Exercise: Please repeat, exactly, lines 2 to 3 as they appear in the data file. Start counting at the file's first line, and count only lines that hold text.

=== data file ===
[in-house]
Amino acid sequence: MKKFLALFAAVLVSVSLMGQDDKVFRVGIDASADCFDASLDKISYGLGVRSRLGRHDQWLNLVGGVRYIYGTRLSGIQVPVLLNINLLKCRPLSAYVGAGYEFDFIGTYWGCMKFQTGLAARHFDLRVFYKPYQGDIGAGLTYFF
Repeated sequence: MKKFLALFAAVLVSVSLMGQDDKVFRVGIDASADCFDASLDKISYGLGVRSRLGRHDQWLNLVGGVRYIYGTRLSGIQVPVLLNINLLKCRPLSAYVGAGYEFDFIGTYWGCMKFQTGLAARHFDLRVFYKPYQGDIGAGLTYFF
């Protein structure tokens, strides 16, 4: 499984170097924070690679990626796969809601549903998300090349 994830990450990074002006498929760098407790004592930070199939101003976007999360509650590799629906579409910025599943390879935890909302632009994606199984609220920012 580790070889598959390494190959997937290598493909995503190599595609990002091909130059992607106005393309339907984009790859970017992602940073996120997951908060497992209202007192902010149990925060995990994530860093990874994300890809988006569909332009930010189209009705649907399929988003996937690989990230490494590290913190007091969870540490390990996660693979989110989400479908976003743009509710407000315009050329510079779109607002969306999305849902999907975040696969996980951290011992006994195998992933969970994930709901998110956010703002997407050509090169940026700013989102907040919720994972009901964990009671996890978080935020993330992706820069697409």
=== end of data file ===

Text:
Amino acid sequence: MKKFLALFAAVLVSVSLMGQDDKVFRVGIDASADCFDASLDKISYGLGVRSRLGRHDQWLNLVGGVRYIYGTRLSGIQVPVLLNINLLKCRPLSAYVGAGYEFDFIGTYWGCMKFQTGLAARHFDLRVFYKPYQGDIGAGLTYFF
Repeated sequence: MKKFLALFAAVLVSVSLMGQDDKVFRVGIDASADCFDASLDKISYGLGVRSRLGRHDQWLNLVGGVRYIYGTRLSGIQVPVLLNINLLKCRPLSAYVGAGYEFDFIGTYWGCMKFQTGLAARHFDLRVFYKPYQGDIGAGLTYFF